Progressives’ bogus ‘ethics’ war on Supreme Court is a warning for 2024
This essay was originally published on May 17, 2023 by New York Post. It was coauthored with John Yoo, who is a University of California, Berkeley law professor, an American Enterprise Institute nonresident senior fellow and a Hoover Institution visiting fellow.
Critics of the Supreme Court’s conservative turn have manufactured attacks on Justice Clarence Thomas for receiving gifts from Texas billionaire Harlan Crow.
Progressives recently revealed the agenda behind the storm when they unveiled a code of ethics for the justices, complete with an investigatory body to police it.
But their effort to harass the court will run smack into the same obstacle that’s frustrated other progressive schemes to remake our nation’s institutions: the Constitution.
Democratic senators introduced several judicial-ethics bills in the wake of reports Crow had taken Thomas on luxury vacations, bought Thomas’ childhood home from his mother to turn into a museum and paid the private-school tuition of Thomas’ grandnephew.
These senators remain vague on the exact ethics rules because they aim primarily to create a process to investigate the justices and even force them off controversial cases.
Sen. Sheldon Whitehouse (D-RI), one of the loudest critics of conservative judges, would create a complaint system where anyone can allege a justice has violated his duty of impartiality or federal law or “engaged in conduct that undermines the integrity of the Supreme Court.”
A committee of lower-court judges would investigate these complaints, take evidence, hear from witnesses and issue “orders.”
It seems obvious that ideological partisans of all stripes would take advantage of this system to harass the justices and seek to force their recusal in any important case.
Progressives also want to message brilliant conservatives that they should find a career elsewhere.
Such proposals, and the attacks behind them, reveal progressive Washington at its worst.
Self-righteous leftists cannot help but try to sweep away any institution that blocks their path to heaven on earth.
Crippling Supreme Court justices’ independence is part of their broader efforts to upset the stabilizers of the American republic: ignoring the Electoral College’s process for selecting the president; creating new states to change the Senate’s balance of power; ending the Senate filibuster; evading Congress’ power of the purse through emergency government; packing the Supreme Court with new justices.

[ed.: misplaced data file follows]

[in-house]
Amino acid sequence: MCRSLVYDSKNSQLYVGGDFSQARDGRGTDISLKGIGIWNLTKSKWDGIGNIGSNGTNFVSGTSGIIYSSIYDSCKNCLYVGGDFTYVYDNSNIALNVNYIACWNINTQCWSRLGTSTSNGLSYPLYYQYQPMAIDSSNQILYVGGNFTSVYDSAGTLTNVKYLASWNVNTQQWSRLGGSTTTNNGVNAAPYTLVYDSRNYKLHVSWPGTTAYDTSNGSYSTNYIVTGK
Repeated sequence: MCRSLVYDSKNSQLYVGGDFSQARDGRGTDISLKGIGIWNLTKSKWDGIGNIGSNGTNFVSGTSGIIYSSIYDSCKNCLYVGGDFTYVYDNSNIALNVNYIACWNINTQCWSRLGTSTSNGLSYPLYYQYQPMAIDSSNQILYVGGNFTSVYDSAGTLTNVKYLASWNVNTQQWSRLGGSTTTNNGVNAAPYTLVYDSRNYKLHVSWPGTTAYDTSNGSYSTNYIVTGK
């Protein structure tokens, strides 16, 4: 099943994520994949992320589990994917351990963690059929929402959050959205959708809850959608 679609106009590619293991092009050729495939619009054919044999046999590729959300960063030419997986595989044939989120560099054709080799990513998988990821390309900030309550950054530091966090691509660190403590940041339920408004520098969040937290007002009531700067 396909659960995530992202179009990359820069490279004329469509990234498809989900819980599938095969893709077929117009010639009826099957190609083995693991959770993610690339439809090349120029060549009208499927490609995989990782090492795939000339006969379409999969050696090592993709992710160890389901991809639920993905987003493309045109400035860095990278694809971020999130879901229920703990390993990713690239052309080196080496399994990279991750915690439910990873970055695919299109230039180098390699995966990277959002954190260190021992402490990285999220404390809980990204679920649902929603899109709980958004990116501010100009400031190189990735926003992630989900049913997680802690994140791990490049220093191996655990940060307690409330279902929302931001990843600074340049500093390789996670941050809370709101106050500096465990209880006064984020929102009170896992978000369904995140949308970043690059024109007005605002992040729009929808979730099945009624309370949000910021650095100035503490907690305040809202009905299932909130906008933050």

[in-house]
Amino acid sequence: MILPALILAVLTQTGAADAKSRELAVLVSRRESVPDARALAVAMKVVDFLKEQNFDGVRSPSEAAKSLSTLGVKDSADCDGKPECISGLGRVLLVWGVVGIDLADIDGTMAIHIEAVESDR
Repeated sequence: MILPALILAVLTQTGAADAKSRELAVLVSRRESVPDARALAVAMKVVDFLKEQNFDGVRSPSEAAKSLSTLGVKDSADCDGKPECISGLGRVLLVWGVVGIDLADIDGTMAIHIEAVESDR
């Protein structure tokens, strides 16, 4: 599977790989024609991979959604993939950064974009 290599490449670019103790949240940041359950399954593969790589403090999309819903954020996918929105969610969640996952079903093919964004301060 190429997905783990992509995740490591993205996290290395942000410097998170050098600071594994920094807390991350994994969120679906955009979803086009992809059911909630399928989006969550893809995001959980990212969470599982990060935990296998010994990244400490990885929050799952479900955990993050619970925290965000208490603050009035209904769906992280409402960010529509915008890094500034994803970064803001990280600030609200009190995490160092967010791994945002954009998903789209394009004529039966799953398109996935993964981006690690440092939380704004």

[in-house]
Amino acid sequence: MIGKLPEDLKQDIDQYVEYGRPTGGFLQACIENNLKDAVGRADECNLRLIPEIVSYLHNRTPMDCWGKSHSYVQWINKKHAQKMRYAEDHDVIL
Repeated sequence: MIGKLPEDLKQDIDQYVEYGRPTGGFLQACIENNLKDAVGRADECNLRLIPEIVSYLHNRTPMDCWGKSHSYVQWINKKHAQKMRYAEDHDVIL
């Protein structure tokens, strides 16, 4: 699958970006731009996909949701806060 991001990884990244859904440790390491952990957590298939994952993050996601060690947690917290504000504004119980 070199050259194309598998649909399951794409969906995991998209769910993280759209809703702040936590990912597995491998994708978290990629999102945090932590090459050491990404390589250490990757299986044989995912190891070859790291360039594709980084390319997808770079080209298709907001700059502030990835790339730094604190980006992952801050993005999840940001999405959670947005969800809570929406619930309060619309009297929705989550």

As with these other progressive plots, Democrats’ proposals to regulate the justices should fall before the Framers’ Constitution.
Congress certainly has some authority regarding the federal courts.
While the Constitution’s Article III establishes the Supreme Court, it also grants Congress the discretion to fix the number of justices and whether to create any lower court at all.
Congress has a role in appointing justices through the Senate’s consent to a president’s nomination.
It may also subject justices and other judges to laws of general applicability, such as criminal laws or the requirement to pay income tax.
But the Constitution denies Congress other powers over the judiciary.
Congress may set but not reduce the justices’ salaries.
The Constitution guarantees that once appointed, justices shall enjoy life tenure during “good behavior.”
Neither Congress nor the president can remove them from office at will.
The only permissible method for removal is impeachment: The House of Representatives must accuse them of treason, bribery or some other impeachable offense, and the Senate must convict by a two-thirds vote.
That is Congress’ exclusive remedy for judicial misbehavior.
The Constitution thereby forbids Congress from imposing lesser sanctions and precludes a code of judicial conduct enforceable through measures that are, or are tantamount to, removal.
This is not to say Congress can do literally nothing. It could demand the disclosure of personal financial information, but only for the case of an individual justice against whom it has started impeachment proceedings.
Such information would enable it to decide whether a justice is indeed living up to the “good behavior” standard.
Beyond that, though, Congress is impotent.
Progressives will cry that nonregulation would allow the justices to fall prey to bias. But they forget to read the Constitution as a whole.
Suppose a plaintiff sues Harlan Crow in a case that appears before Justice Thomas.
He or she need not rely on vacuous ethics codes and filled-out forms for protection.
The Fifth Amendment’s due-process clause guarantees the plaintiff the right to be heard by an impartial tribunal; Thomas, like any judge, would have a constitutional duty to recuse himself from a case where he might have an interest or bias.
The Framers put these checks in place to ensure the judicial branch is firmly independent of both Congress and the executive.
While Democrats today have the presidency and Senate, their campaign against Thomas and the court preview their plans should they win full control of Washington in the 2024 elections.
Americans will determine not just party control over the White House and Congress, but the Supreme Court’s continued independence and the separation of powers that has served our republic so well for so long.